Mental health and remote work impact workers’ compensation claims
The following article is a news item provided for the benefit of the Workplace Health and Safety profession. Its content does not necessarily reflect the views of the Australian Institute of Health & Safety.
A recent Safe Work Australia analysis has found that 533 workers’ compensation claims related to COVID-19 were lodged in Australia as of 31 July 2020, and 34 per cent of these claims related to mental health impacts of COVID-19.
A further 34 per cent of workers’ compensation claims lodged were from the health care and social assistance industry, while 17 per cent of workers’ compensation claims lodged were from the public administration and safety industry.
The data, which was collected from the relevant Commonwealth, state and territory workers’ compensation authorities, also found the ‘community and personal service workers’ occupation had the highest number of workers’ compensation claims.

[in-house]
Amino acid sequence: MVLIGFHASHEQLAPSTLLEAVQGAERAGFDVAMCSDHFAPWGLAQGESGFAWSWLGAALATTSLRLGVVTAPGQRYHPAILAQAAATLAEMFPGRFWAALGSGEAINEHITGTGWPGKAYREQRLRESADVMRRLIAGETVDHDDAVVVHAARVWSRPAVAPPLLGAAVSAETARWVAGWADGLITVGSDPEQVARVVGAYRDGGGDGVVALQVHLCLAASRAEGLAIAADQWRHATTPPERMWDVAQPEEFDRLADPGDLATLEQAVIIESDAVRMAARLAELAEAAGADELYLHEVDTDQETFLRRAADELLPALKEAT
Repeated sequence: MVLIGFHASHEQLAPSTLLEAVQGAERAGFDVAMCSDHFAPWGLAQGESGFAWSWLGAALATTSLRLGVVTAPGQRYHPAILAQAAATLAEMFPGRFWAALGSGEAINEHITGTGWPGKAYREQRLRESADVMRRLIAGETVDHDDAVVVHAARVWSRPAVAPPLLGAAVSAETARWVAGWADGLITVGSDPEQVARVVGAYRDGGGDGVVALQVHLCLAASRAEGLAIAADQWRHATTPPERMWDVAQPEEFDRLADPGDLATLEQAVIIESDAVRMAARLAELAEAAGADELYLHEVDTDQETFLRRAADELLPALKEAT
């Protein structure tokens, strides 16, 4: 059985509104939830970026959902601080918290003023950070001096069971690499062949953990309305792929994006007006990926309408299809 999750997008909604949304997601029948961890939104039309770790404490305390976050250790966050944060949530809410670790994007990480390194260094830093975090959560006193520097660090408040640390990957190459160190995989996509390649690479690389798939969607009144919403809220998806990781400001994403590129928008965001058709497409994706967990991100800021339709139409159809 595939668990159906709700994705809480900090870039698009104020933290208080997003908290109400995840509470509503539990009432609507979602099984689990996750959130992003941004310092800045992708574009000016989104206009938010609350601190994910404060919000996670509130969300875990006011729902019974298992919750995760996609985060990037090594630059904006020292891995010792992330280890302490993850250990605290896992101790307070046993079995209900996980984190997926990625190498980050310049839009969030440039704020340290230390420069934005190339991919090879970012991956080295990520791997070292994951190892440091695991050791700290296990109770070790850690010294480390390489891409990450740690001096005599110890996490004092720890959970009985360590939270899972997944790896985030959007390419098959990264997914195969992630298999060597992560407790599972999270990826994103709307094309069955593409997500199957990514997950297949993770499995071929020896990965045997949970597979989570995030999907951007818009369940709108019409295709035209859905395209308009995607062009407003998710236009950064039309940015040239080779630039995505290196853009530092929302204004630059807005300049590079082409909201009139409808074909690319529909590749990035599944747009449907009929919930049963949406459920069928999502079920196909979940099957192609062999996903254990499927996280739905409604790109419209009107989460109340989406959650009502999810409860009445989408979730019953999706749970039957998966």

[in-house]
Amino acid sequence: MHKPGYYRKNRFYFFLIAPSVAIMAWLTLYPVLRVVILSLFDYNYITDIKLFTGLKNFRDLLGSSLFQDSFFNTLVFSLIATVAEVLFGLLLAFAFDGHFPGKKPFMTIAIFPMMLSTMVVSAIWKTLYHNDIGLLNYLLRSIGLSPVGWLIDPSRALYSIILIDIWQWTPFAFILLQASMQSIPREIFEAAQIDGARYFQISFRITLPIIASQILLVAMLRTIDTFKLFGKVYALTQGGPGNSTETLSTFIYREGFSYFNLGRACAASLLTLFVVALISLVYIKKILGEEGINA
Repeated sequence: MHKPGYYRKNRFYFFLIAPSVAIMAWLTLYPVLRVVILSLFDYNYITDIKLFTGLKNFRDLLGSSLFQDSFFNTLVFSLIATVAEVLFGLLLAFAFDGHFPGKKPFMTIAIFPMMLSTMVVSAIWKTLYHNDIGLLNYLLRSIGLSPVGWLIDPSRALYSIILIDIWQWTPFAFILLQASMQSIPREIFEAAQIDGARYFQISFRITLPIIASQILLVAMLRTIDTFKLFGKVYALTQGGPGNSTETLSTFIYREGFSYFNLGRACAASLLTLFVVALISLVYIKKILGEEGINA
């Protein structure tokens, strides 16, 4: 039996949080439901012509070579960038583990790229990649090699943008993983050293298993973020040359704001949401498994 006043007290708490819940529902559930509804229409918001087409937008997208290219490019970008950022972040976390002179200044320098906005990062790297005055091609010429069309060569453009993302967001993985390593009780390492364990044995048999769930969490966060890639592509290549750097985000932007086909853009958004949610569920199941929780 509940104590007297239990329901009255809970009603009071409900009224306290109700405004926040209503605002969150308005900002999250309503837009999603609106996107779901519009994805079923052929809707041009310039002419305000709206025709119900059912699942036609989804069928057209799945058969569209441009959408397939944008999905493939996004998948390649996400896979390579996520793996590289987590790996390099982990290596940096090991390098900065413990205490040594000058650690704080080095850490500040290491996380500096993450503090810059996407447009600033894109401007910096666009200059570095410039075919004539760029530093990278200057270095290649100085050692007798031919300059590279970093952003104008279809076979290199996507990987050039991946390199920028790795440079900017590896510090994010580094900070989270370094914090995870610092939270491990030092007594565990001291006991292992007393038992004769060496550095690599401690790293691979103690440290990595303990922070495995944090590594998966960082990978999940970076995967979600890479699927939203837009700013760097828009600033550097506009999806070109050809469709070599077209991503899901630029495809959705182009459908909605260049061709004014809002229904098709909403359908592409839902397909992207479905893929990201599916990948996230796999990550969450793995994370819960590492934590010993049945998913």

A recent Comcare analysis also found there has been an increase in the number of working from home workers’ compensation claims during the period March to June 2020, when workplaces rapidly transitioned to home-based work in response to COVID-19.
The key causal factors behind the increase include workstation set up, falls and slip/trip incidents, soft tissue conditions caused by overuse and repetitive motions.
The number of working from home claims received was 25 in this period, compared to 0 during the same period in 2018-19.
The majority of the 25 home-based work claims received (88 per cent) are related to injury or physical disease.
Regardless of the work environment, Comcare said employers have a duty to ensure the health and safety of workers, and workers have obligations to follow the organisations safe work policies and procedures, notifying their employer of any hazards or potential risks.
Employers should implement a range of strategies to ensure the safety of their home-based workers, including: